Sir Christopher Wren

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The Council, which included the King, the Lord Archbishop of Canterbury, the Lord Chamberlain, the Earls of Ogle, Bridgewater, Sandwich, Craven, and Lauderdale, Lords Arlington and Ashley, Mr. Treasurer, Mr. Secretary Trevor, and Sir John Duncombe, ordered that Christopher Wren, the Surveyor-General, to carry out a survey of the area and compile a report.

Wren accordingly reported on the 25th of January 1670 that he had surveyed the same quay from the Temple proceeding all along the wharf to London Bridge, and that the circumstances were as represented; and, furthermore, that this space had been encroached upon continually all along.

Innumerable sheds had been built. Piles of faggots, heaps of coals, and bricks were scattered round the area; stalls, offices, and warehouses were built on the forty feet; and two towers of Baynard's Castle had not only been left, but had been turned into private accommodation.

With the exception of another order, in which the King exempts Paul's Wharf from the forty foot way to allow the passage of stone and other materials for the rebuilding of St. Paul's Cathedral, there is no further mention or order made referring to the projected quay, or even to the removal of the obstructions noted by Wren. It seems quietly to have been dropped so far as the Council Orders are concerned.

The original book listing th building developments, most of it in the handwriting of Sir Christopher, is preserved in the Library of the Soane Museum. The "waterhouse" referred to was a machine for raising water from the Thames for the use of the City, which stood at the north end of the Bridge, and was first erected by Peter Morice, a Dutchman, in 1582; it forced water up to the height of Gracechurch Street.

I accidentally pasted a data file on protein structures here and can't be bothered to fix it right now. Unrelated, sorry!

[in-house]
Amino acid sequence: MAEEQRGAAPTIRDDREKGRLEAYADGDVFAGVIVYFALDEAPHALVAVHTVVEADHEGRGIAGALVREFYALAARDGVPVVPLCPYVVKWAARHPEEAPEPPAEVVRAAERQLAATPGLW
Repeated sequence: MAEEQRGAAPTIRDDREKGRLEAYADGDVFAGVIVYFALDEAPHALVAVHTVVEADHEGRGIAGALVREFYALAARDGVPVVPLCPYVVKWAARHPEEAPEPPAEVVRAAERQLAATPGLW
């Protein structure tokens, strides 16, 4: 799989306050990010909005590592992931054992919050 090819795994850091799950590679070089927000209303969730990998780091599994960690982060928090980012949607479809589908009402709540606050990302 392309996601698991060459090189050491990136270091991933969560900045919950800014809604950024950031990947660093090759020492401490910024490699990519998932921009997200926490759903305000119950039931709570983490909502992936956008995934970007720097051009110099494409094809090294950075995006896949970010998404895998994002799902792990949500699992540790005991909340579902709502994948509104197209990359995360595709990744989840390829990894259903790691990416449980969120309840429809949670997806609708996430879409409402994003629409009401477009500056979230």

It was afterwards much elaborated and extended, and was supposed to excel the famous machine at Marly le Roy, for it raised 46,896 hogshead a day (a unit of measurement equivalent to 63 gallons or 238 liters) to the height of 120 feet. Some more of the arches further to the south had also been utilised in Elizabeth's reign to contain mills and water-wheels for grinding corn in order that the city might supply the poor with meal at a reasonable rate in times of scarcity.

Both Evelyn and Wren agreed that all these obstructions to the water way ought to be removed, and the houses on the Bridge also taken down, by which it would be possible to widen the roadway, and by substituting a handsome balustrade for the walls and stone parapets, give to passengers an uninterrupted view up and down the river.

But long leases granted by the corporation and vested interests of private individuals proved too strong, and it was not until nearly a century afterwards that the houses on the Bridge were finally removed.

In the great fire about half of the houses were burnt, but the fire stopped at one of the openings made between the houses, and did not reach the Southwark side. The great fire in Southwark did not occur until some years after, when the Borough nearly shared the fate of the City.

From old views of the bridge, especially those by Hollar and Visscher, one sees how terribly these old houses overhung the stream, all sorts of excrescences projecting from them, not only over the arches but also over the starlings.

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